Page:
From her bench in New Haven, Ct., U.S. District Judge Janet Bond Arterton listened intently as a convicted Bridgeport drug dealer and his lawyer pleaded for a reduction in his 188-month sentence, reports the Connecticut Post in Bridgeport. Mark Aranjo and his lawyer, Gary Weinberger, were 270 miles away in an empty courtroom near the federal prison in Allenwood, Pa. Through the magic of the Internet, video cameras and microphones, Arterton could see and hear Weinberger and Aranjo speak. “This was the first time we used the system for a sentencing,” said Kevin Rowe, clerk of the federal courts in Connecticut. “We have only been able to go live a couple months ago.”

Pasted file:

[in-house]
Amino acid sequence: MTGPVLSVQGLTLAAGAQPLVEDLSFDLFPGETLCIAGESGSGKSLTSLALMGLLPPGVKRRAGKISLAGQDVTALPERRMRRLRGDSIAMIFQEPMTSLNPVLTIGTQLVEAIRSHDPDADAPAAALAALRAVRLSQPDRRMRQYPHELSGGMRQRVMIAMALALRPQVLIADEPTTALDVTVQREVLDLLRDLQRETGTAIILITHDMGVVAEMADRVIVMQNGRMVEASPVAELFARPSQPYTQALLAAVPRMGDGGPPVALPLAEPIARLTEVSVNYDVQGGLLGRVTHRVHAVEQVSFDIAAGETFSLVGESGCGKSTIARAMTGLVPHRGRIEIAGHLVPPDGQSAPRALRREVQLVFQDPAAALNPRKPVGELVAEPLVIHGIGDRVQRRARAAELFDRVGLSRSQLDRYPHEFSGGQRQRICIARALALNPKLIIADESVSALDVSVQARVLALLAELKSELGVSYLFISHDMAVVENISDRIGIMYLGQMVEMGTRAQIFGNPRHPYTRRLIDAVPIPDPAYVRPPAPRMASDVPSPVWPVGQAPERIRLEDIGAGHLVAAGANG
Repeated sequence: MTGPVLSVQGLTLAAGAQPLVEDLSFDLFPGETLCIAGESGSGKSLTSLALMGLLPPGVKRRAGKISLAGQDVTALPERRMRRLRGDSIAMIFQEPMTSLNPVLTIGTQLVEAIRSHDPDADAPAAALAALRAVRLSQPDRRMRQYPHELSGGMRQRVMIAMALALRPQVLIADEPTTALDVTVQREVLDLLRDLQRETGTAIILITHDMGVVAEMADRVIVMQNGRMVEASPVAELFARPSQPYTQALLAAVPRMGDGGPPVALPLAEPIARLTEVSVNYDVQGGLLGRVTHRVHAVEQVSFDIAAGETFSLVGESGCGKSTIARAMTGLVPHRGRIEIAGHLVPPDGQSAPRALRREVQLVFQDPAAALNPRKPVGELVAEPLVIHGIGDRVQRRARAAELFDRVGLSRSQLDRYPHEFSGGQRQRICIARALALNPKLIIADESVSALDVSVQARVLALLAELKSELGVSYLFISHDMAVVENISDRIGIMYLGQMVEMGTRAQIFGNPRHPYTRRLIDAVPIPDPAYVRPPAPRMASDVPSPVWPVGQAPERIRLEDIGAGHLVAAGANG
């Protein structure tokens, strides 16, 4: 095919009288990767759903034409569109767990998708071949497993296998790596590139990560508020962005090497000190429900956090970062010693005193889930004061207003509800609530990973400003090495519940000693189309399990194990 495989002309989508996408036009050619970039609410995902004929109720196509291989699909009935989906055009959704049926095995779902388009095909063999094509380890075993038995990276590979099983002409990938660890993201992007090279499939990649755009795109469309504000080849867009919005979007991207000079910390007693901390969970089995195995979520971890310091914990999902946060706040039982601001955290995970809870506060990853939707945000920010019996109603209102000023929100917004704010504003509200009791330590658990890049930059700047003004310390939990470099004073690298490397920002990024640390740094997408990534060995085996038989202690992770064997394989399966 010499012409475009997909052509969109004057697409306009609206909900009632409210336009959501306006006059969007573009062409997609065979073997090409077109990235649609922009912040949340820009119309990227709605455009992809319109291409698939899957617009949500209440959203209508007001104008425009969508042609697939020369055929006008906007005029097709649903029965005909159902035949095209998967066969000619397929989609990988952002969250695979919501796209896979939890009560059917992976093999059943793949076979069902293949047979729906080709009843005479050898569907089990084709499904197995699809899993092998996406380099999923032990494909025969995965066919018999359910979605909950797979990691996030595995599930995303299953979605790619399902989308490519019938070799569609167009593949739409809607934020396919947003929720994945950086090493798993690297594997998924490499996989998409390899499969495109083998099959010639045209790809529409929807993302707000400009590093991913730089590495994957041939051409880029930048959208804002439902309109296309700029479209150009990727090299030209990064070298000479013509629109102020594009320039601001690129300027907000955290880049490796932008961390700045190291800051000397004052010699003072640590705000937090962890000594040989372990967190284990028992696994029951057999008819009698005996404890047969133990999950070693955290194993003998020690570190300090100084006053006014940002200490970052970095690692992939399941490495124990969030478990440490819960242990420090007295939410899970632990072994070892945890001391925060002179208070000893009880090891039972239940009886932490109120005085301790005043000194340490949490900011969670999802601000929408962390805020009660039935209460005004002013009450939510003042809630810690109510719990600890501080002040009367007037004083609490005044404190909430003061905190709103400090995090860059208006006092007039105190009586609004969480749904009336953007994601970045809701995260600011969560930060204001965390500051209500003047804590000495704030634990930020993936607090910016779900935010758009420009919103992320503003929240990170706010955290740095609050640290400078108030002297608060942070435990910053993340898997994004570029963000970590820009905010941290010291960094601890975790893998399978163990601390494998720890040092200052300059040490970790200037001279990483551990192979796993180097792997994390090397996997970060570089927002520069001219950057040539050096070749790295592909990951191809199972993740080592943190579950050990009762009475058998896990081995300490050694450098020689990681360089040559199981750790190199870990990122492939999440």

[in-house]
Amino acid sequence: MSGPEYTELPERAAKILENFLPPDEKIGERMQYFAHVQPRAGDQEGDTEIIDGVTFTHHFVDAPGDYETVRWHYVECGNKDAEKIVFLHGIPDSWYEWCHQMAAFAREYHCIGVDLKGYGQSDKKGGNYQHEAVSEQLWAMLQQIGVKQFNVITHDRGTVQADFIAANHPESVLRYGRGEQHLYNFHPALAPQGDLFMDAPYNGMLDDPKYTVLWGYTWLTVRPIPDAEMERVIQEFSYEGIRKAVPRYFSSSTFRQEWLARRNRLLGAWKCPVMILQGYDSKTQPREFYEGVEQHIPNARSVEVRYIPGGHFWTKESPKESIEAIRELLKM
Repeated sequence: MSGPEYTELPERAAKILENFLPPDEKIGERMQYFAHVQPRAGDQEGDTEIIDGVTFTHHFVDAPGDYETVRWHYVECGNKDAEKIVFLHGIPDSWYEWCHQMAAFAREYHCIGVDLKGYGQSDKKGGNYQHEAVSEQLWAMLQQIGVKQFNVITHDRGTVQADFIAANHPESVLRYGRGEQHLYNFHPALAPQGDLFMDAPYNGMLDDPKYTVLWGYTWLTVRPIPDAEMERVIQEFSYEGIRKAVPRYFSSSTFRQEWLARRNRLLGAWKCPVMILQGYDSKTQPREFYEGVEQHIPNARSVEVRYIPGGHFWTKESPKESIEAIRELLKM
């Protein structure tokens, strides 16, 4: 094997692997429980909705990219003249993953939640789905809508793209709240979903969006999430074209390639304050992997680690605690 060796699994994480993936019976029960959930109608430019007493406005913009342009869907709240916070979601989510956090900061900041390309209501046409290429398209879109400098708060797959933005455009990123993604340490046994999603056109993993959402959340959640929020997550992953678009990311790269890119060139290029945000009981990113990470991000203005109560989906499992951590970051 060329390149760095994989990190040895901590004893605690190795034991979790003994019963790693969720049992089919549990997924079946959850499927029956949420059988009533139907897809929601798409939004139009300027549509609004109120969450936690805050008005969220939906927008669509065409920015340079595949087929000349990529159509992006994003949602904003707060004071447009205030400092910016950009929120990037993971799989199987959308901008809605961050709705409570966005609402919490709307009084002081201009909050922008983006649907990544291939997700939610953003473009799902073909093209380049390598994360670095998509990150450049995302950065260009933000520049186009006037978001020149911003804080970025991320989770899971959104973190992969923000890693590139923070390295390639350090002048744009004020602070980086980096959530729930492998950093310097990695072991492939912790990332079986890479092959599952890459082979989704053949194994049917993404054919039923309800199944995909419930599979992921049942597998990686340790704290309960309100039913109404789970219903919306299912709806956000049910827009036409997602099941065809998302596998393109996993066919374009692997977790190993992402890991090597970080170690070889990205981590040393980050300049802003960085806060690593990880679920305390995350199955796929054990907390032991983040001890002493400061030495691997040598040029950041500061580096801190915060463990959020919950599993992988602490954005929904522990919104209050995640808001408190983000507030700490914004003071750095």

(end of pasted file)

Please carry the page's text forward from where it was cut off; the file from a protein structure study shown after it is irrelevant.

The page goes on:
Each of the state’s three federal courthouses has the system, which can be rolled into any courtroom if needed. The images and voice are broadcast over a dial-up network and appear in real time, albeit with an occasional spike in the pictures. Rowe says the system may allow state inmates to participate in federal court hearings from remote institutions. “It’s clear it’s going to be a cost-saving service,” he said. After hearing about the help Aranjo gives to other prisoners at Allenwood, the judge halved Aranjo’s sentence to 94 months – just under eight years.